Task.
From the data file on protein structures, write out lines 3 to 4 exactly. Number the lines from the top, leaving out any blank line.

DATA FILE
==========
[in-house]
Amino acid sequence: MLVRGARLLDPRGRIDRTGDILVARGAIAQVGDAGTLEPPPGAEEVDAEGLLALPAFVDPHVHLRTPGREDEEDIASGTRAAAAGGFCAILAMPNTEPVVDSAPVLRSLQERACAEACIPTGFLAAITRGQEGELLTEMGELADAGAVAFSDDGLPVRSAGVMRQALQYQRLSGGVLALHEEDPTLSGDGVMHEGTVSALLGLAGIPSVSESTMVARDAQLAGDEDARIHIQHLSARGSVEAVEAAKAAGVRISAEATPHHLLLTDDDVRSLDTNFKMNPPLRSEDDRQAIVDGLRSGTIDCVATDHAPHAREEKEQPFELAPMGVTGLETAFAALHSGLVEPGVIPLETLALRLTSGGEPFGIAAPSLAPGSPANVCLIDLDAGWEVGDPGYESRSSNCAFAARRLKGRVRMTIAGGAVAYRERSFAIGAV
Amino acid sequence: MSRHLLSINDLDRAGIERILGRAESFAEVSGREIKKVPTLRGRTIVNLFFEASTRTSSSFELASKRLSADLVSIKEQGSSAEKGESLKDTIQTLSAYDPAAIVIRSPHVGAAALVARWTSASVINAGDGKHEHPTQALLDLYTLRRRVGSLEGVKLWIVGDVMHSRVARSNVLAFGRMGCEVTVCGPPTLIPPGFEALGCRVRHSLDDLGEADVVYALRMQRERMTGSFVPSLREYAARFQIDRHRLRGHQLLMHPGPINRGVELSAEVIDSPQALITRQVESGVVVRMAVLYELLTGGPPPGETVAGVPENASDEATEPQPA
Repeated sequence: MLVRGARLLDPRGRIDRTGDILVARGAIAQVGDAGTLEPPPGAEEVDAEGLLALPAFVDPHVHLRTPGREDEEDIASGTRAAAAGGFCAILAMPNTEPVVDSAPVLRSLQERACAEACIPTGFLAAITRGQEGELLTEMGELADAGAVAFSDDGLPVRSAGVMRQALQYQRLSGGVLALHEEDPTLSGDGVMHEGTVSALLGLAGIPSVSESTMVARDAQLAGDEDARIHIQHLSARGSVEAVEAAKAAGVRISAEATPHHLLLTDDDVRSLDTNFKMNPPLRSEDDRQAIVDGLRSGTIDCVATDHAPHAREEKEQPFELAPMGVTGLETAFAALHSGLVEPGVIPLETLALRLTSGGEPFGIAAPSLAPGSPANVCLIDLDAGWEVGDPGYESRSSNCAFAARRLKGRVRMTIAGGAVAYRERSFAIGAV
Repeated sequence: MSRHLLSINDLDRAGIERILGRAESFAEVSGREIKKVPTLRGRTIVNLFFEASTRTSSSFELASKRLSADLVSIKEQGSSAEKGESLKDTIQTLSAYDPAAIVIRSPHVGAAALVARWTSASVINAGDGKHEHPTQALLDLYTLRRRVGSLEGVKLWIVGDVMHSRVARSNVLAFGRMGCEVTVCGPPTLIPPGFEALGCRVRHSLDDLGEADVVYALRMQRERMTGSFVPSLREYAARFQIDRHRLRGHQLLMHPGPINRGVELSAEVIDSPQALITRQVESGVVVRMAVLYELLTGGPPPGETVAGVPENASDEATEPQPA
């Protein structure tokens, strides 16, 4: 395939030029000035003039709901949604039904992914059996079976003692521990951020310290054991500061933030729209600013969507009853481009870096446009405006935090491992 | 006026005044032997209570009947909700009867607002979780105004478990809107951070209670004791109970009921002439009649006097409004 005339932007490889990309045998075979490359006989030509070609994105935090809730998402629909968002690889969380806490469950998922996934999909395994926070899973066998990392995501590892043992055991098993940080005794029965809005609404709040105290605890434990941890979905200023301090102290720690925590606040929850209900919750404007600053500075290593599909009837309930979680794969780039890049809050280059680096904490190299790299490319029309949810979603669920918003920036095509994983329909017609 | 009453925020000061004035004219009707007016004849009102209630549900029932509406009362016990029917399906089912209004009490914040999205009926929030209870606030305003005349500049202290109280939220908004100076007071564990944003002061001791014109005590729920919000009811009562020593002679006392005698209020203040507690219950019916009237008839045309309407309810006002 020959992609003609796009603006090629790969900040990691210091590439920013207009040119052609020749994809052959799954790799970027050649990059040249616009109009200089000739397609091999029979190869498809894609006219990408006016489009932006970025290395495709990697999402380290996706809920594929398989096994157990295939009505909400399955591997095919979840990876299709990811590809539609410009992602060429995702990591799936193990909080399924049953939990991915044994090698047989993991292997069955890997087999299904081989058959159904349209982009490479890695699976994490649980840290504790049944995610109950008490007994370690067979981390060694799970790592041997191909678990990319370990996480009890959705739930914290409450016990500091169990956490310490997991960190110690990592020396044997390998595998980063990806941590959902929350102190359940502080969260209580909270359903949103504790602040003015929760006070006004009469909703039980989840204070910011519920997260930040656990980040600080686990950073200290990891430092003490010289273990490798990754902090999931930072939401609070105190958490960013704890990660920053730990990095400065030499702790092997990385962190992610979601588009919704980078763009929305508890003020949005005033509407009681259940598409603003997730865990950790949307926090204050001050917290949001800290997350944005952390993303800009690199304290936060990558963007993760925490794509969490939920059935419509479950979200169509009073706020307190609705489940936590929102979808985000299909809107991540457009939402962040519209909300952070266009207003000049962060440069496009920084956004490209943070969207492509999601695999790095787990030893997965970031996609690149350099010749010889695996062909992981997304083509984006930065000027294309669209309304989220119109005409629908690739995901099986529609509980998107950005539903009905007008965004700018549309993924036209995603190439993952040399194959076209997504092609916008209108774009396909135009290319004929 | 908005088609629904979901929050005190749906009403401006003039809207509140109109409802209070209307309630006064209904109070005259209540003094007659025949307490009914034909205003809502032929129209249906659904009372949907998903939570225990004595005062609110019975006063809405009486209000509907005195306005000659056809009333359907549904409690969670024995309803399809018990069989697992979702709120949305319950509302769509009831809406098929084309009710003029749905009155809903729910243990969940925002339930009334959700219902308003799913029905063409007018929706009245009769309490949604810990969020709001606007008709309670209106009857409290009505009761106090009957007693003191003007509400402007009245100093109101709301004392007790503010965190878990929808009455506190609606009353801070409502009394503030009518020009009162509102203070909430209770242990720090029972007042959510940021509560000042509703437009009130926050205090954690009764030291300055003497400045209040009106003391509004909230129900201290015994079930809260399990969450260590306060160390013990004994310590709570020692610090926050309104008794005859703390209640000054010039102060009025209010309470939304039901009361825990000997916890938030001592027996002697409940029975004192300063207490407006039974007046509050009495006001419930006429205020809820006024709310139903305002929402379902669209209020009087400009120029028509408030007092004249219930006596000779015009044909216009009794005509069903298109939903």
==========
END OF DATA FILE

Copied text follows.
Amino acid sequence: MSRHLLSINDLDRAGIERILGRAESFAEVSGREIKKVPTLRGRTIVNLFFEASTRTSSSFELASKRLSADLVSIKEQGSSAEKGESLKDTIQTLSAYDPAAIVIRSPHVGAAALVARWTSASVINAGDGKHEHPTQALLDLYTLRRRVGSLEGVKLWIVGDVMHSRVARSNVLAFGRMGCEVTVCGPPTLIPPGFEALGCRVRHSLDDLGEADVVYALRMQRERMTGSFVPSLREYAARFQIDRHRLRGHQLLMHPGPINRGVELSAEVIDSPQALITRQVESGVVVRMAVLYELLTGGPPPGETVAGVPENASDEATEPQPA
Repeated sequence: MLVRGARLLDPRGRIDRTGDILVARGAIAQVGDAGTLEPPPGAEEVDAEGLLALPAFVDPHVHLRTPGREDEEDIASGTRAAAAGGFCAILAMPNTEPVVDSAPVLRSLQERACAEACIPTGFLAAITRGQEGELLTEMGELADAGAVAFSDDGLPVRSAGVMRQALQYQRLSGGVLALHEEDPTLSGDGVMHEGTVSALLGLAGIPSVSESTMVARDAQLAGDEDARIHIQHLSARGSVEAVEAAKAAGVRISAEATPHHLLLTDDDVRSLDTNFKMNPPLRSEDDRQAIVDGLRSGTIDCVATDHAPHAREEKEQPFELAPMGVTGLETAFAALHSGLVEPGVIPLETLALRLTSGGEPFGIAAPSLAPGSPANVCLIDLDAGWEVGDPGYESRSSNCAFAARRLKGRVRMTIAGGAVAYRERSFAIGAV